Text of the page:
The European Court of Human Rights, or ECtHR, is an iconic institution that allows individuals to hold states to account. Based in Strasbourg, France, it was established in 1959, and has since then served as a last resort to people whose rights have been violated under the European Convention on Human Rights (ECHR), which was in turn developed in the aftermath of the Second World War. The Court is housed in the imposing Human Rights Building, which was designed by the British architect Richard Rogers. The building itself is said to resemble the scales of justice when viewed from the front, whilst the exposed concrete, glass and metal structures represent the transparency and accessibility of justice. The foyer of the building comprises a tubular metal frame in blue, white and red, which could be a nod to the host country’s flag, or even a tribute to Rogers’ Union Jack.
Although the Court receives hundreds of letters and phone calls daily from people across the continent, the vast majority of these applications are rejected, since applicants have to first raise cases before their own national court. However, if an application is deemed to be admissible, the judges of the Court will decide whether there has been a violation of the ECHR and award due compensation. Currently, there are 47 judges in the ECtHR, one for each of the member states of the Council of Europe. These judges are elected, fully independent and are prohibited from representing any institutional or national interests.
The rights and freedoms contained in the ECHR include the right to life, the right to a fair trial and freedom of expression. With about 820 million people across Europe covered by the convention, the Court’s reach makes it an incredibly influential and relevant bastion of power in the world of law today. Moreover, in some cases the convention will protect non-Europeans as well, such as refugees or people who happen to be in the jurisdiction of a member state. For example, in Hirsi Jamaa and Others vs Italy (2012), the Court ruled that Italy had violated the convention in dealing with Somali and Eritrean migrants travelling from Libya. In returning them to Libya, the Italian Government were found to have knowingly exposed them to danger and ill-treatment, resulting in the Court awarding each applicant around €16,000 in compensation.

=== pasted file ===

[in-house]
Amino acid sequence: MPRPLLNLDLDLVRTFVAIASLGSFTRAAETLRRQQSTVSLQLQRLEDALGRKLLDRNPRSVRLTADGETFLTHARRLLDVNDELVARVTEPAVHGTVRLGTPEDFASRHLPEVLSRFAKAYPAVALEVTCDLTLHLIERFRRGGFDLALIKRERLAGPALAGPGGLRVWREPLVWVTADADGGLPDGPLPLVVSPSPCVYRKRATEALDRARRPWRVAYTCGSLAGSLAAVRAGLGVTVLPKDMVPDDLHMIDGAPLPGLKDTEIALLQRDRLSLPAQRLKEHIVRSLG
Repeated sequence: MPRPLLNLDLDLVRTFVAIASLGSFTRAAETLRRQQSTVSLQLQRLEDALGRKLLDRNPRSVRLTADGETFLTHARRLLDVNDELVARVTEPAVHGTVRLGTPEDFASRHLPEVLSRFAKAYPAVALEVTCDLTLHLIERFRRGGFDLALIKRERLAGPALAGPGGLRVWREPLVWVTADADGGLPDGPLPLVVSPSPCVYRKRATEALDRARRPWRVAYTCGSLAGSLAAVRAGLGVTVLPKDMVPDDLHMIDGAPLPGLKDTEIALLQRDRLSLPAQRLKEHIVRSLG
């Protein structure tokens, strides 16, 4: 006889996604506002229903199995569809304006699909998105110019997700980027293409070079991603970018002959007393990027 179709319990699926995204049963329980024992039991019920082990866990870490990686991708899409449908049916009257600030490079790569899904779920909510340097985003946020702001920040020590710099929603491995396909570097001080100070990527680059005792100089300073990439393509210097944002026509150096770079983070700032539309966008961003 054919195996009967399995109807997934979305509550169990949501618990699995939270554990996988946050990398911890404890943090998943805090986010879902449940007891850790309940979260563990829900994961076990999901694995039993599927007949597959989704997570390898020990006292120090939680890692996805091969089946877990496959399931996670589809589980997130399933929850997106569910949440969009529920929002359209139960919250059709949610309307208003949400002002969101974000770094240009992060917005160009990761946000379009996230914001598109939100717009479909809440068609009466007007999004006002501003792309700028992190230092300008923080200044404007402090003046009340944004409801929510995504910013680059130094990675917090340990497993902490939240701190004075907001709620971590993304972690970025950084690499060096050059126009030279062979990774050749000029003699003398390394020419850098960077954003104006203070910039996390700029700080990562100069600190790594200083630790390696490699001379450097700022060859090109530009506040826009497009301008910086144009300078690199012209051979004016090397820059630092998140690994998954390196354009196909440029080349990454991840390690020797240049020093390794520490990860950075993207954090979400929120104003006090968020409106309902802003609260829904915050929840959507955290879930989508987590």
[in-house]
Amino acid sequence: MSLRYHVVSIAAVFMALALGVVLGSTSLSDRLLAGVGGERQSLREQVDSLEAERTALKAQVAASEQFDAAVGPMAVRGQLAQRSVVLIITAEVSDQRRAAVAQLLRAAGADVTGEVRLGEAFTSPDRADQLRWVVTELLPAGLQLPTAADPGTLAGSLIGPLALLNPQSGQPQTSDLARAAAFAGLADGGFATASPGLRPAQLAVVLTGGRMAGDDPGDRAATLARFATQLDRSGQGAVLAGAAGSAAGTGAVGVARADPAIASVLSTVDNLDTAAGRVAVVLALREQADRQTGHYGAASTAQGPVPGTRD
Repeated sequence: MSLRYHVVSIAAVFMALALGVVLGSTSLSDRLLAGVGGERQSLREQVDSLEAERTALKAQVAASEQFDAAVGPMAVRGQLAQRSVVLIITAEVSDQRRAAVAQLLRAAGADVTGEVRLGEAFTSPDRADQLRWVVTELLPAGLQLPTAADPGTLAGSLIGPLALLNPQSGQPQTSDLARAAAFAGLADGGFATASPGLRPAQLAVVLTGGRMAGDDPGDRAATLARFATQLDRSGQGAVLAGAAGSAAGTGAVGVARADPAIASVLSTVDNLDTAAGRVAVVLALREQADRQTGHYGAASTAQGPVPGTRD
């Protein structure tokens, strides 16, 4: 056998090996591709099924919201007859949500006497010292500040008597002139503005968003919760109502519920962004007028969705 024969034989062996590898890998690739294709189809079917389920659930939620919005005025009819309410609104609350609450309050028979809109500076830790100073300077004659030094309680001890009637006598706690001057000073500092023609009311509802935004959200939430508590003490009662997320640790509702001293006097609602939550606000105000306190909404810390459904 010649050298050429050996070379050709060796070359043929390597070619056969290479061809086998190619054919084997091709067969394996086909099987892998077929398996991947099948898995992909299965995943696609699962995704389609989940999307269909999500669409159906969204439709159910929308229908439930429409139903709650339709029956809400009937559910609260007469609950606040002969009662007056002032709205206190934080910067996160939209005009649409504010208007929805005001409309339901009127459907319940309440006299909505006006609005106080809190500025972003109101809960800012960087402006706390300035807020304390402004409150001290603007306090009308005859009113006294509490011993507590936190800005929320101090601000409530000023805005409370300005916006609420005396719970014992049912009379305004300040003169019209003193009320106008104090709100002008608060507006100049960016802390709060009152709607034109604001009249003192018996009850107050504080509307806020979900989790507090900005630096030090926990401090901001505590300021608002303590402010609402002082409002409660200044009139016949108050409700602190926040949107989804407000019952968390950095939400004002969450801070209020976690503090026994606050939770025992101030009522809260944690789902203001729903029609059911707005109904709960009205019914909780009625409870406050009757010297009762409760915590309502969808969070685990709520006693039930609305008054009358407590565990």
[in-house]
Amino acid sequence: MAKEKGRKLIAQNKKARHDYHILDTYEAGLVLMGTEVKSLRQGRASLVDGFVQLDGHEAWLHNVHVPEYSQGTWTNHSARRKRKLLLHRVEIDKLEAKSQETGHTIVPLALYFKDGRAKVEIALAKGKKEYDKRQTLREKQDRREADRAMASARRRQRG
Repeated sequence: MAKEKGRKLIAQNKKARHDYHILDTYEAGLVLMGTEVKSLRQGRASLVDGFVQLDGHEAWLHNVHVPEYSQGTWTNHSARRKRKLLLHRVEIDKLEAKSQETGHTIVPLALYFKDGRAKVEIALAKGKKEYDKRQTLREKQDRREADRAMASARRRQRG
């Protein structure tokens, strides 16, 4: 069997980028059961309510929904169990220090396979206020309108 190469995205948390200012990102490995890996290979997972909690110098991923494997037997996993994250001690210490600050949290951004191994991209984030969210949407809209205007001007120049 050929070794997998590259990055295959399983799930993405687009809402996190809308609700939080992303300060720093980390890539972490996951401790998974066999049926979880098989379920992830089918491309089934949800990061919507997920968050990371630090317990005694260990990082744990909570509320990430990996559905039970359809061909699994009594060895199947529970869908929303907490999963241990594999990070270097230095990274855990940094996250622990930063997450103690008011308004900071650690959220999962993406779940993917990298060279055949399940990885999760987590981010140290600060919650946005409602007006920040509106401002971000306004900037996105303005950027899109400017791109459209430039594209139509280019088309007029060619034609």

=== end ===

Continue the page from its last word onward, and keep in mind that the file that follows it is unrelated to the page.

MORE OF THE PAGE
In exceptional cases, the scope of the convention and hence the powers of the Court can also extend beyond physical European borders, such as in the case of Al-Skeini and Others vs the UK (2011). During a security operation in 2003, British soldiers had been involved in Iraqi civilian deaths, but the UK government decided not to conduct inquiries into or accept liability for them. The Court held that as an occupying power responsible for maintaining security in the region, the UK should have conducted an investigation into the deaths, and had hence breached the convention by failing to do so. Finally, the ECtHR can rule against the actions of non-member states if they took place in a member state with their knowledge. For example, in El Masri vs the Former Yugoslav Republic of Macedonia (2012), the Court found Macedonia responsible for the torture of a suspected terrorist at the hands of the CIA. Since the Macedonian government knew about the treatment of El Masri on their territory but did nothing to stop it, they were ordered to pay the applicant €60,000 in compensation.
the powers of the Court can also extend beyond physical European borders
It is therefore clear that the European Court of Human Rights is, and will continue to be, an iconic legal institution that wields global influence. Not only has it prompted changes in national legislation, but it also directly affects the lives of individuals within its jurisdiction by opening the way for retrials, restitution and compensation – sometimes even by releasing individuals who were detained unlawfully. We have also seen how the Court’s decisions may have a hand in shaping the legal regime of the future when it comes to ruling on difficult and controversial issues. However, the Court has stressed the importance of the principle of subsidiarity – all member states must first and foremost apply the convention at national level, and governments are responsible for ensuring that it is respected in their own countries. Whilst the Court has helped protect thousands of applicants, they are, ultimately, a last resort, reinforcing the significance of their decisions. Although it may be rooted in Europe, the world is always watching.